Artistic Director: Tory Dobrin
Ballet Master: Raffaele Morra
Reviewer: Dominic Corr
Dance Consortium brings Edinburgh precisely what it adores – something intelligent, fabulous and unique. Les Ballets Trockadero de Monte Carlo is an all-male drag ballet troupe who seek to showcase their technical prowess in dance, whilst lampooning the traditional romanticism of ballet.
The true measure of high-quality parody is to love your source. Parody that takes cheap shots for the sake of a win always fails. Imitating a form of art is one thing, taking it as your own – distorting it to your own image, is how to master it. The Trocks do precisely this, paying homage to classical forms of ballet. It shifts exquisitely from parody, bordering on pastiche and into its own piece of exquisite performance.
The backbiting, dagger glaring and fang-baring realism of ballet’s nature is on show. The Trocks are the backstage of ballet. No less cultural or sophisticated, more so as it takes everything in its stride. Draped by designers Jeffrey Sturdivant and Ken Busbin the lines between male and female are non-existent. Our danseurs retaining their drag aesthetic, ballerinas more striking than any Russian prima.
Humour is part of the troupe’s core. Whilst one may erroneously expect it to be the forefront, it relegates itself rather gracefully at the sidelines. It isn’t the star attraction – the dance always is. From the visual slip-ups to technical faults, the ways in which Les Ballets Trockadero invent new manners to make us laugh is wonderful. It may heighten the movement, engage our emotions more but it isn’t the primary form onstage. If anything, there was a stringent lack of it in the final act.
Opening tonight with Les Sylphides the epitome of ballet blanc in which all female performers are dressed in white. It’s the example of a ballet with no narrative structure, instead, the focus is on the movement, mood and emotion. This, however, is a Trockadero variant. Scowling dancers, slothful performers and a male lead whose attention is all but divided. From the moment these men engage en pointe, we’re made aware of their ability. What follows is our eyes frantic scrambling to absorb every moment of the ensuing performance. The tiniest movement of comedy, some sure to be missed as we’re taken aback by the performances of Joshua Thake, striding out as both queen and dancer.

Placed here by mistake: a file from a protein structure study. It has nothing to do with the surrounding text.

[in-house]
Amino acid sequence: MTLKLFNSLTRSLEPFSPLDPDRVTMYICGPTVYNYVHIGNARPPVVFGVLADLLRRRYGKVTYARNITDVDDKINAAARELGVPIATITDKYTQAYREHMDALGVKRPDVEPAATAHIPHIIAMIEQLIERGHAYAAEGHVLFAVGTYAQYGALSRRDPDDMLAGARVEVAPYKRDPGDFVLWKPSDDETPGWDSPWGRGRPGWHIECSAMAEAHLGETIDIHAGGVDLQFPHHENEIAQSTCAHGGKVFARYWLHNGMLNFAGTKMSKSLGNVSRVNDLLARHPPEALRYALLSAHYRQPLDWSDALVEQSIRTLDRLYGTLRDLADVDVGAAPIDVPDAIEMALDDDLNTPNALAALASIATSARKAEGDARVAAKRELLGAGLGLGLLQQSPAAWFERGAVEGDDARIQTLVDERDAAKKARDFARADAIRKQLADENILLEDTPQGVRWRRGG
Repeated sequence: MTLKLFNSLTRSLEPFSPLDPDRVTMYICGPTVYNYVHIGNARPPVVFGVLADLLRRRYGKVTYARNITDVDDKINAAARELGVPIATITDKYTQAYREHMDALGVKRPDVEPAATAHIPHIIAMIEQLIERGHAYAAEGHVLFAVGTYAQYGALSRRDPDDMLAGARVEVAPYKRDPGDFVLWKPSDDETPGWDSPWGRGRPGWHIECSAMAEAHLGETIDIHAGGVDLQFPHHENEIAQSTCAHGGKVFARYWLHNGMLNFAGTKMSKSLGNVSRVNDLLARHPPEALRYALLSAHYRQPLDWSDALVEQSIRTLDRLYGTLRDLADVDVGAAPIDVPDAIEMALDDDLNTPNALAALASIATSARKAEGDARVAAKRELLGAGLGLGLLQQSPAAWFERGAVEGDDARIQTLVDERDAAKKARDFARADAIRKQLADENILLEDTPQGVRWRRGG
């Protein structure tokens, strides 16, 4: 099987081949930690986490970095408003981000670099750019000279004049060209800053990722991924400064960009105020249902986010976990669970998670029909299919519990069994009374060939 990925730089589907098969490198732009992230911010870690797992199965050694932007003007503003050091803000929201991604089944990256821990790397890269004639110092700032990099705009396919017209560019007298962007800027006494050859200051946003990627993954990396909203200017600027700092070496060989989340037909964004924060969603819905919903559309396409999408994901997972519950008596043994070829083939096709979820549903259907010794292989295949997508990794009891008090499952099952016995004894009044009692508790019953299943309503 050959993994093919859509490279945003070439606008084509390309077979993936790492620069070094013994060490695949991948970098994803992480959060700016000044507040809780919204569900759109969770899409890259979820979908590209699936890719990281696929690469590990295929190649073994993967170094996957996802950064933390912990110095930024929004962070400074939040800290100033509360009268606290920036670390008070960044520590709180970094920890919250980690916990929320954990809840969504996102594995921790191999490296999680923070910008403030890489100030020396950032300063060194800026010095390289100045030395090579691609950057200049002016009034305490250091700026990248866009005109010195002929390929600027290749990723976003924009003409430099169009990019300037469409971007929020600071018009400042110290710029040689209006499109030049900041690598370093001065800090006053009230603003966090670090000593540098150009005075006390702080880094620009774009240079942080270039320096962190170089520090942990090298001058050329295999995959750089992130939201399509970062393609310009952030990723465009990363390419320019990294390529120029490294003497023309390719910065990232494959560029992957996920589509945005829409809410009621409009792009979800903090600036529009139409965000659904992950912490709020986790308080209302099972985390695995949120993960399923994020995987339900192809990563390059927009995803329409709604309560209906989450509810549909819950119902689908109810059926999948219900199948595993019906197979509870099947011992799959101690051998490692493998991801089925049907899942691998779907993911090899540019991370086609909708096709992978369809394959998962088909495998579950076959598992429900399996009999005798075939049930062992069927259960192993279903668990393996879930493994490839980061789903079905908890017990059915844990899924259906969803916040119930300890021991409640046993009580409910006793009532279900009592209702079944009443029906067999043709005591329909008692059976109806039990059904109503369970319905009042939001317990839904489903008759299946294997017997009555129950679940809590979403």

Soloist Robert Carter, performing the Dying Swan completely embodies the sheer majesty of this troupe. The balance of wit, comedy, practicality and movement is awe-inspiring. From the curtain rising, a lone spotlight on a black stage. Frantically searching for our performer – it’s evidence of what is about to unfold. A graceful swan, shedding enough feathers to fill the seat cushions in her death throws. Her attitude, her demi-pointe all shrieks marvellous, her comedic hand thrusting for more applause.
With this said, tonight’s final act ends more with a sombre celebration than a bombastically fantasmic spectacle one may imagine. The French styling of Paquita serves to showcase individual talents of ballerinas, it’s followed up act is an obscurely cutting finale. The dancers dance, the curtain falls and most of the audience still feels that something will happen. Our performers, donning Statue of Liberty crowns take their final bow. Perhaps it’s just the craving for more, but it felt abrupt and ill-fitting of what recognition they deserve.
Trockadero has the heart of a harlequin but prima ballerinas’ soul. Completely deconstructing any illusion of a gender norm – the masculine and the feminine are one. Marrying together idealistic notions of ballet, slapped across the face with drag stylings. This is unique, imaginative, funny but most of all ravishing.
Runs until 31 October 2018 | Image: